Newspaper article The Journal (Newcastle, England)

Leaders So Poor the Bicycle Test Is Far beyond Them

Newspaper article The Journal (Newcastle, England)

Leaders So Poor the Bicycle Test Is Far beyond Them

Article excerpt


THE politician, barrister and wit, F. E. Smith, first Earl of Birkenhead, said that there was not a single man in the first Labour government, with the possible exception of J. H. Thomas, the railwayman's leader, to whom he would entrust the letting out of bicycles.

I know exactly how he felt. I would not trust this government to negotiate its way out of a paper bag.

Boris Johnson has actually been in charge of hiring out bicycles but I cannot see anyone with the redeeming features of J. H. Thomas.

I live in daily expectation of one further faux pas and the government falling as did that first minority Labour government. They lost the subsequent election after the Daily Mail alleged interference from the Russians. It all sounds familiar.

I do not have much more faith in the Labour Party to handle Brexit either even though Keir Starmer speaks well at the dispatch box. I regret that the Opposition front bench does not include a greater number of moderate and experienced voices.

I despair at the current state of national politics at a time when the challenges have never been greater. This time last year, I asked you to pray for Theresa May as she had the best chance of finding a solution. The Almighty must be working in even more mysterious ways than usual. Members of the Cabinet contradict each other and the reports of the Prime Minister begging for help at the dinner table are humiliating.

The regular posturing of Tweedledum and Tweedledee at their twin podiums is embarrassing. Perhaps there are more detailed discussions going on behind the scenes that have of necessity to be kept secret? I have no idea, for example, of the government's proposals for the Irish border, which is a precondition of trade talks, or have any sense that progress is being made.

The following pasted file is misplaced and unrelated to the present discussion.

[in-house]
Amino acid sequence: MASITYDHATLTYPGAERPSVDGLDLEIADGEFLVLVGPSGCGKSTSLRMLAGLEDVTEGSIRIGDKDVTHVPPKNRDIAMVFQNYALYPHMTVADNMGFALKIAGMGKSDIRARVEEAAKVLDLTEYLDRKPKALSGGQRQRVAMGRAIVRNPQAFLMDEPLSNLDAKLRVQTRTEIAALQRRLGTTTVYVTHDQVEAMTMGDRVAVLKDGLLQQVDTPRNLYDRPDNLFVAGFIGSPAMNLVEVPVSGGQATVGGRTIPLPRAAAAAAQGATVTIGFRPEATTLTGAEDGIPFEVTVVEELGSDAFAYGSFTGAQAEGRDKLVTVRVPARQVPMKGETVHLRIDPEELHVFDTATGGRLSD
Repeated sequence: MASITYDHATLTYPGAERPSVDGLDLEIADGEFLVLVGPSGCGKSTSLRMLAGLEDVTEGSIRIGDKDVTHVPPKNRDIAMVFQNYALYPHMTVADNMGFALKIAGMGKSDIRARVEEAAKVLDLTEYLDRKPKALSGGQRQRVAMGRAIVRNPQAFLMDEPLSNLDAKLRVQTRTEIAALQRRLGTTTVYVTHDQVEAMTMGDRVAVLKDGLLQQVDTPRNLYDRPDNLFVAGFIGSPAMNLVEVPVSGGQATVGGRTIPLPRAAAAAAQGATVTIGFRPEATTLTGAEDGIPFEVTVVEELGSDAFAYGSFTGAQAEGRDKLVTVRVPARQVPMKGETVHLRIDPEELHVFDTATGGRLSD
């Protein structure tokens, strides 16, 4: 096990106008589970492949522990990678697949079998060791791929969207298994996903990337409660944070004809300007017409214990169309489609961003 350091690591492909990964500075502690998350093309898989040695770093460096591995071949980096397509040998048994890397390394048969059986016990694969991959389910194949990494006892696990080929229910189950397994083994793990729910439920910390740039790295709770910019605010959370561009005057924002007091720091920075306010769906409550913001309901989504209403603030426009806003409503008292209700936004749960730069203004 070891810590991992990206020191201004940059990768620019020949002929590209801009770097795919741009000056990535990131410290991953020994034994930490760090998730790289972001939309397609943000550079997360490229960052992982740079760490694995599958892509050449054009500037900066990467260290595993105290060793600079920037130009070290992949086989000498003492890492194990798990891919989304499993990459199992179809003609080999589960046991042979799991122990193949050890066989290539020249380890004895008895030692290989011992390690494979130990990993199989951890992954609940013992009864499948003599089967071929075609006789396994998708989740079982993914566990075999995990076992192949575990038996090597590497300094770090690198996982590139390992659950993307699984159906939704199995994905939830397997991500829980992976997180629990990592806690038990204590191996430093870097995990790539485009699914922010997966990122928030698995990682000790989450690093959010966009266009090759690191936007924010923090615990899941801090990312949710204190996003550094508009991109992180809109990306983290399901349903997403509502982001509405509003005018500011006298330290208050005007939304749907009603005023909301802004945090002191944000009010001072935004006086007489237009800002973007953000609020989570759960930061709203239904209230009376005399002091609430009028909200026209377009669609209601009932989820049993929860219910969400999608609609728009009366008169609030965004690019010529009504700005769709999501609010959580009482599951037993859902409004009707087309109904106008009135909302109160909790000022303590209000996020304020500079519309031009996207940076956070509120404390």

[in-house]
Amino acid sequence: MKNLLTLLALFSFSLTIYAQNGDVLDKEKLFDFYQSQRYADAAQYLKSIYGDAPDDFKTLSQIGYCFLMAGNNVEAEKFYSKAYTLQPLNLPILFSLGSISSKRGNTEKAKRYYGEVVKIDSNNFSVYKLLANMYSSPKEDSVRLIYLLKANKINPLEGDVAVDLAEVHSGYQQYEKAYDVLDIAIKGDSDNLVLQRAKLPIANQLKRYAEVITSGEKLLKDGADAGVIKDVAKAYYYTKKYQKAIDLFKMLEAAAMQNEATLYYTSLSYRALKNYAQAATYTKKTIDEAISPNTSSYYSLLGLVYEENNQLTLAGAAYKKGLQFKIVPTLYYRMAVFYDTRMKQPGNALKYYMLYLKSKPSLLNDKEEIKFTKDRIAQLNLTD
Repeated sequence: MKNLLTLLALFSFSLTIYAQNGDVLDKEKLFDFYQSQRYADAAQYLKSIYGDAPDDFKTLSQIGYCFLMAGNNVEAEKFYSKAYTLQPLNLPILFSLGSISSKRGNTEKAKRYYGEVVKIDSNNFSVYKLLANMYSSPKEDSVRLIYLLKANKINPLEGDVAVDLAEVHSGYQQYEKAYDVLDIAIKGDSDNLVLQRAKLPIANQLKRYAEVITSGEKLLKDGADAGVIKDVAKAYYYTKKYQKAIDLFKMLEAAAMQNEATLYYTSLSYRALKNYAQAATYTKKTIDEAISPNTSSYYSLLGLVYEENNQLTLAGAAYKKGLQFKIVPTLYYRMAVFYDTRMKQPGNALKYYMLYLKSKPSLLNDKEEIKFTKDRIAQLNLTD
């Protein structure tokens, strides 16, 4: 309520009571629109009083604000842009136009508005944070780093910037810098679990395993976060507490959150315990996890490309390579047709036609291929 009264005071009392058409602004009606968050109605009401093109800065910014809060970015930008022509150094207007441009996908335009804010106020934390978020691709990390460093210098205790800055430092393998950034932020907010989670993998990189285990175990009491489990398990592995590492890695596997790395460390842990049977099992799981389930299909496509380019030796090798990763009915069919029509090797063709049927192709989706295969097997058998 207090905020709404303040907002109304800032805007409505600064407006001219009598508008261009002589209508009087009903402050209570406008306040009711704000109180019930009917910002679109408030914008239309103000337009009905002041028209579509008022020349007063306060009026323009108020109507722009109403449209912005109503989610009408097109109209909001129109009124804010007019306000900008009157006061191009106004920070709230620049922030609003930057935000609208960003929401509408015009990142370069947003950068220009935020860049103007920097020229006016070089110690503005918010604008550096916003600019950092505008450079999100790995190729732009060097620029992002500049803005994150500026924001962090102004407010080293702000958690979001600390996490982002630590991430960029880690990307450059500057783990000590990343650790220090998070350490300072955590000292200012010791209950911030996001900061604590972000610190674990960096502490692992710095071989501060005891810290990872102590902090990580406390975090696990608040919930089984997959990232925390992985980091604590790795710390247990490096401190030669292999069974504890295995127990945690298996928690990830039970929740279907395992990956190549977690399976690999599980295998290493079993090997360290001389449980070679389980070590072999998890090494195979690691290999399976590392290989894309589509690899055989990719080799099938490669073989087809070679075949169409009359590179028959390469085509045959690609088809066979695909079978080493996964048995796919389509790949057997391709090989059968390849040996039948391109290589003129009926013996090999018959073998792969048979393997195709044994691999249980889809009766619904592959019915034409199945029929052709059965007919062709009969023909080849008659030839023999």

Each day brings more gloomy prognostications. The much respected OECD predicts the British economy will never recover. A German professor says Brexit is more complicated than landing a man on the moon. Five thousand more civil servants must be recruited. The North East economy will lose PS8bn if there is no deal. The Cornish pasty is threatened. Even discounting for hype, there is an unrelenting bad news story every time I switch on the radio.

According to Peter Kellner, support for leaving Europe is slowly seeping away. YouGov polls show that leave support has shrunk from 47% to 42%. I am heartened by hints of cross-party plotting for a soft Brexit and the apparent willingness of some Tories to desert the party line.

Michael Bloomberg called Brexit "the stupidest thing any country has done" at least "until America Trumped it". But I am not here seeking to challenge the referendum vote as much as despairing at the inability of the government to implement the so called will of the people. …

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